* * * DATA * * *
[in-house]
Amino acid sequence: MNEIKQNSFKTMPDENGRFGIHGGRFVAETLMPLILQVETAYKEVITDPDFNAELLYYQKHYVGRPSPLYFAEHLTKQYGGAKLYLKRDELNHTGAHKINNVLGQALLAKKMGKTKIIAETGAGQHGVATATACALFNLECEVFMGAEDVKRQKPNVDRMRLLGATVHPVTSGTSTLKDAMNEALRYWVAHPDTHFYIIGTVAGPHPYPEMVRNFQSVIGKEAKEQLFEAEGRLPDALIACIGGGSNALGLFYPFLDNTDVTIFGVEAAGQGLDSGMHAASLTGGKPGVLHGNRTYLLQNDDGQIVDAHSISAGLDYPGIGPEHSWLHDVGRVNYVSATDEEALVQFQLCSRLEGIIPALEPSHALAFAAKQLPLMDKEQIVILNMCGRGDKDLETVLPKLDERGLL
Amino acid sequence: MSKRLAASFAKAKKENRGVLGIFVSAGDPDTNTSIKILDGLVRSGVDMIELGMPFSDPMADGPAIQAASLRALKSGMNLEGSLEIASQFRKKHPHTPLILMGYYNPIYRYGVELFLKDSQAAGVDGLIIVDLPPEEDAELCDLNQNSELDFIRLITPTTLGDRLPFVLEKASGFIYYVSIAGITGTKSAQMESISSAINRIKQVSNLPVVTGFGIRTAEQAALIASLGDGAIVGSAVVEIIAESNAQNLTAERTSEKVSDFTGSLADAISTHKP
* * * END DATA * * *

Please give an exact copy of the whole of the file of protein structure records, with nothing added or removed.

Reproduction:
[in-house]
Amino acid sequence: MNEIKQNSFKTMPDENGRFGIHGGRFVAETLMPLILQVETAYKEVITDPDFNAELLYYQKHYVGRPSPLYFAEHLTKQYGGAKLYLKRDELNHTGAHKINNVLGQALLAKKMGKTKIIAETGAGQHGVATATACALFNLECEVFMGAEDVKRQKPNVDRMRLLGATVHPVTSGTSTLKDAMNEALRYWVAHPDTHFYIIGTVAGPHPYPEMVRNFQSVIGKEAKEQLFEAEGRLPDALIACIGGGSNALGLFYPFLDNTDVTIFGVEAAGQGLDSGMHAASLTGGKPGVLHGNRTYLLQNDDGQIVDAHSISAGLDYPGIGPEHSWLHDVGRVNYVSATDEEALVQFQLCSRLEGIIPALEPSHALAFAAKQLPLMDKEQIVILNMCGRGDKDLETVLPKLDERGLL
Amino acid sequence: MSKRLAASFAKAKKENRGVLGIFVSAGDPDTNTSIKILDGLVRSGVDMIELGMPFSDPMADGPAIQAASLRALKSGMNLEGSLEIASQFRKKHPHTPLILMGYYNPIYRYGVELFLKDSQAAGVDGLIIVDLPPEEDAELCDLNQNSELDFIRLITPTTLGDRLPFVLEKASGFIYYVSIAGITGTKSAQMESISSAINRIKQVSNLPVVTGFGIRTAEQAALIASLGDGAIVGSAVVEIIAESNAQNLTAERTSEKVSDFTGSLADAISTHKP